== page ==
Commercial asphalt undoubtedly sees a lot of use. Your residential driveway is probably asphalt, and you likely only have a few cars drive on that in a year, but driveway cracks appear almost as quickly as you can have it repaved. Commercial parking lots, loading zones, roads, and walkways are essential facets of your business. They give your visitors somewhere to park, insight into the direction they need to travel, and provide a smooth surface for vehicles to access your property and services.
Asphalt is the number one paving material for parking lots around the world — and for good reason. It’s durable and long-lasting, but that doesn’t mean it’s without issue. Asphalt pavement requires regular maintenance to keep it in good condition. Depending on the location of your asphalt pavement, you may face certain maintenance challenges. Because of its frequent use and exposure to the elements, asphalt pavement is continuously under stress.
Below you’ll find a few of the types of pavement cracking to look out for and how they appear:
Block cracking occurs when old or too-dry mix was used in the installation of your pavement. If this is the case, you will start to see signs of block cracking within two to three years of installation. The good news about block cracking is that it’s primarily aesthetic, and it does not impact the structural integrity of the sub-layers. Block cracking is easily repaired with surface treatments.
As the name suggests, edge cracking occurs around the edges of your pavement. Edge cracks result from poor drainage, dry and shrinking dirt below, excessive plant growth along the pavement edge, and overuse. Generally, edge cracking occurs in long vertical cracks. Fortunately, the cracks can be repaired with asphalt crack sealant, but it’s essential to address the root cause to prevent further edge cracking. Ask your asphalt paver to remove the existing vegetation along the edge of your pavement.
Fatigue or “Alligator” Cracking
Fatigue cracking — also regarded as alligator cracking — is one of the most common forms of cracking in asphalt. It starts with a few small cracks that continue to spread across the surface of the asphalt until it bears a striking resemblance to alligator’s rough skin. Alligator occurs due to faulty installation, chronic overuse, excessive loads, frequent temperature fluctuations, or inadequate drainage.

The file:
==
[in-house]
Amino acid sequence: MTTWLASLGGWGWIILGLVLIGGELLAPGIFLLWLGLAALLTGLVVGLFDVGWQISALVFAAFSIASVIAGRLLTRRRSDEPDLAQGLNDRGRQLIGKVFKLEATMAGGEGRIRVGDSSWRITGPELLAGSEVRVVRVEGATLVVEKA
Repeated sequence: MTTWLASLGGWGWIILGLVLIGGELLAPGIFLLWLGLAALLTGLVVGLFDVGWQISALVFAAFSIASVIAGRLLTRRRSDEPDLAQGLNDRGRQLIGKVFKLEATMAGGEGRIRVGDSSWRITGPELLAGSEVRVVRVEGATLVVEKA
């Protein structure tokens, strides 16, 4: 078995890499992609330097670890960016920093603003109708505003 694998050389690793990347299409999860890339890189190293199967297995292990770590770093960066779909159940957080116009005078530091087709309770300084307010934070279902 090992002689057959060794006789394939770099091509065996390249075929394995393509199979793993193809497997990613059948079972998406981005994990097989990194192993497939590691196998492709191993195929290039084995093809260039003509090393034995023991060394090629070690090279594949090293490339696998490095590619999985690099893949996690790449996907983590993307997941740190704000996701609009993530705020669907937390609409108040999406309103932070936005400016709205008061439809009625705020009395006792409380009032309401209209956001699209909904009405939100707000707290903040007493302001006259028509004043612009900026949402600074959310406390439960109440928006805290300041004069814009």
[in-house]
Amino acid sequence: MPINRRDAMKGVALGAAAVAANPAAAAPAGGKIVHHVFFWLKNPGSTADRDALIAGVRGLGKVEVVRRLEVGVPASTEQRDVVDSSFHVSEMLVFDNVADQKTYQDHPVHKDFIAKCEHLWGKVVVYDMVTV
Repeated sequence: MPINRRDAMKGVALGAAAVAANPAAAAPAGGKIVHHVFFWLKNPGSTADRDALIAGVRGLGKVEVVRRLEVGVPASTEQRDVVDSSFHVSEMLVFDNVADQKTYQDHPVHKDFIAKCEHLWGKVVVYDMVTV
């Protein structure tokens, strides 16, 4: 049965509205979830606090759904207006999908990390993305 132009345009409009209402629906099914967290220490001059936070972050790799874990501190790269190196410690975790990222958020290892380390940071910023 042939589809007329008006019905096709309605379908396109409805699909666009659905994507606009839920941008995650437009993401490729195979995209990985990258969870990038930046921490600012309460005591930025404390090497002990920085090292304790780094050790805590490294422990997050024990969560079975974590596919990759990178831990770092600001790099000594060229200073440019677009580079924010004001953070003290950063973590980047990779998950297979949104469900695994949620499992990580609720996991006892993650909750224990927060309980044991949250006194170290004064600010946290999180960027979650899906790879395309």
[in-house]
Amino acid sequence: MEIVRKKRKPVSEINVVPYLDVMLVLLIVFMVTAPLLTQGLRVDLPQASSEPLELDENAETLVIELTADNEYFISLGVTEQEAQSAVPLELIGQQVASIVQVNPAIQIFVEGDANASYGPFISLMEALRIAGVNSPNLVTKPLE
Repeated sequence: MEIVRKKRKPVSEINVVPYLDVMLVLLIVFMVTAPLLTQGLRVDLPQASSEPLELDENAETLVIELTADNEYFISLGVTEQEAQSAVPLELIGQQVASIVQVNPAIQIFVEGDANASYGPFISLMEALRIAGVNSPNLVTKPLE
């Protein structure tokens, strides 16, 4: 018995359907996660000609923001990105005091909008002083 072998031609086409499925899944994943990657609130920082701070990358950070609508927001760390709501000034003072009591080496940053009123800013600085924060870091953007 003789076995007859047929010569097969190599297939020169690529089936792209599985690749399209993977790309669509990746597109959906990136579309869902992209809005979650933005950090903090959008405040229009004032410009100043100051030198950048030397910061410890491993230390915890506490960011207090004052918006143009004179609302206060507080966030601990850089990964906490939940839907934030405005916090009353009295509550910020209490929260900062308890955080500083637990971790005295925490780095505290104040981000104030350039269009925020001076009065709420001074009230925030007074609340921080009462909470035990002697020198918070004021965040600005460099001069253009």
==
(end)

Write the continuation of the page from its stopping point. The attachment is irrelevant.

Unlike some other forms of pavement cracking, fatigue cracking impacts every form of your asphalt, including the sublayers. For this reason, alligator cracking is best remedied with in-depth patches and restoration efforts.
Linear and Transverse Cracking
Asphalt pavement is laid in strips and sections, which means each section meets at a joint. If the joints are poorly constructed, cracks form between the sections of pavement. Although poor construction is likely the main culprit, shrinking and dry earth underneath, temperature fluctuations also impact the severity of linear and transverse cracks. These pavement cracks create pools of excess water which can damage or erode the subbase. In this case, your pavement contractor will likely recommend a combination treatment of asphalt and sand.
Reflection cracks will often appear as a grid of straight cracks across the surface of the pavement. It mirrors cracks in the sublayer. Like many cracks, reflection cracks can be repaired with a sealant and asphalt fill.
Slippage cracks get their name from the “slipping” appearance of the asphalt’s surface. Slippage cracks are noticeable by their deep, wide-open gaps and wrinkles. In some cases, installation goes awry, and the top layer fails to adhere to the sublayers properly. Occasionally, slippage cracks are the result of too much sand in the asphalt mix.